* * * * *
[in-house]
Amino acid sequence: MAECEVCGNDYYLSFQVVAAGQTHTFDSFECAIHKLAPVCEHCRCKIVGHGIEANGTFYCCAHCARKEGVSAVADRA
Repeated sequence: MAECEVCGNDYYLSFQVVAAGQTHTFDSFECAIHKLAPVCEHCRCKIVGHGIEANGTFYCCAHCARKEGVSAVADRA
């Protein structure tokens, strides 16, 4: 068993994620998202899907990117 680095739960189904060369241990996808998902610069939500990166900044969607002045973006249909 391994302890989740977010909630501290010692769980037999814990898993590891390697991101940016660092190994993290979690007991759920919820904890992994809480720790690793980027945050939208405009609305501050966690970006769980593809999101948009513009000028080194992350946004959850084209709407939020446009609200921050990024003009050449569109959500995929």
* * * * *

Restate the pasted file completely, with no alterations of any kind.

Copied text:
[in-house]
Amino acid sequence: MAECEVCGNDYYLSFQVVAAGQTHTFDSFECAIHKLAPVCEHCRCKIVGHGIEANGTFYCCAHCARKEGVSAVADRA
Repeated sequence: MAECEVCGNDYYLSFQVVAAGQTHTFDSFECAIHKLAPVCEHCRCKIVGHGIEANGTFYCCAHCARKEGVSAVADRA
């Protein structure tokens, strides 16, 4: 068993994620998202899907990117 680095739960189904060369241990996808998902610069939500990166900044969607002045973006249909 391994302890989740977010909630501290010692769980037999814990898993590891390697991101940016660092190994993290979690007991759920919820904890992994809480720790690793980027945050939208405009609305501050966690970006769980593809999101948009513009000028080194992350946004959850084209709407939020446009609200921050990024003009050449569109959500995929």